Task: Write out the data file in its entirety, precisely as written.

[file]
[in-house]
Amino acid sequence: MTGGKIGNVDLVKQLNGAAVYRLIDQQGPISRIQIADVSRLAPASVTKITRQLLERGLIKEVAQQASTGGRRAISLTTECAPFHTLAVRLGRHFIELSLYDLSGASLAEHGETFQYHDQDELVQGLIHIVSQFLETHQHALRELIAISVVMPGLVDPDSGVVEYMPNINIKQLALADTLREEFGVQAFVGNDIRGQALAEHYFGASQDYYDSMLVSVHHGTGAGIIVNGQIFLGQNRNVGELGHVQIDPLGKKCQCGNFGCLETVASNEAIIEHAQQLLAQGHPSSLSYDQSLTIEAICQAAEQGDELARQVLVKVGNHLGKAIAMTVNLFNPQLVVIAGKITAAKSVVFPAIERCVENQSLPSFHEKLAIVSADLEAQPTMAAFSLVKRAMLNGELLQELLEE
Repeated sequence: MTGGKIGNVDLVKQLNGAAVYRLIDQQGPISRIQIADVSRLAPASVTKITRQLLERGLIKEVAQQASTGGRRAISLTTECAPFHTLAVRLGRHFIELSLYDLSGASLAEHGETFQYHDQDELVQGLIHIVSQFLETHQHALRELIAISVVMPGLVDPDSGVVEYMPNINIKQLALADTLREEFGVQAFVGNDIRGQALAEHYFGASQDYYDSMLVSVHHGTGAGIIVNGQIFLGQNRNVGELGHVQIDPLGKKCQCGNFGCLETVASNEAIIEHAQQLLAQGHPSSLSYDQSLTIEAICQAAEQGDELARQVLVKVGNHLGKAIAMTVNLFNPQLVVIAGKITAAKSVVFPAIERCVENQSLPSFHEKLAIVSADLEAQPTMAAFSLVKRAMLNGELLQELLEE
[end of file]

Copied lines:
[in-house]
Amino acid sequence: MTGGKIGNVDLVKQLNGAAVYRLIDQQGPISRIQIADVSRLAPASVTKITRQLLERGLIKEVAQQASTGGRRAISLTTECAPFHTLAVRLGRHFIELSLYDLSGASLAEHGETFQYHDQDELVQGLIHIVSQFLETHQHALRELIAISVVMPGLVDPDSGVVEYMPNINIKQLALADTLREEFGVQAFVGNDIRGQALAEHYFGASQDYYDSMLVSVHHGTGAGIIVNGQIFLGQNRNVGELGHVQIDPLGKKCQCGNFGCLETVASNEAIIEHAQQLLAQGHPSSLSYDQSLTIEAICQAAEQGDELARQVLVKVGNHLGKAIAMTVNLFNPQLVVIAGKITAAKSVVFPAIERCVENQSLPSFHEKLAIVSADLEAQPTMAAFSLVKRAMLNGELLQELLEE
Repeated sequence: MTGGKIGNVDLVKQLNGAAVYRLIDQQGPISRIQIADVSRLAPASVTKITRQLLERGLIKEVAQQASTGGRRAISLTTECAPFHTLAVRLGRHFIELSLYDLSGASLAEHGETFQYHDQDELVQGLIHIVSQFLETHQHALRELIAISVVMPGLVDPDSGVVEYMPNINIKQLALADTLREEFGVQAFVGNDIRGQALAEHYFGASQDYYDSMLVSVHHGTGAGIIVNGQIFLGQNRNVGELGHVQIDPLGKKCQCGNFGCLETVASNEAIIEHAQQLLAQGHPSSLSYDQSLTIEAICQAAEQGDELARQVLVKVGNHLGKAIAMTVNLFNPQLVVIAGKITAAKSVVFPAIERCVENQSLPSFHEKLAIVSADLEAQPTMAAFSLVKRAMLNGELLQELLEE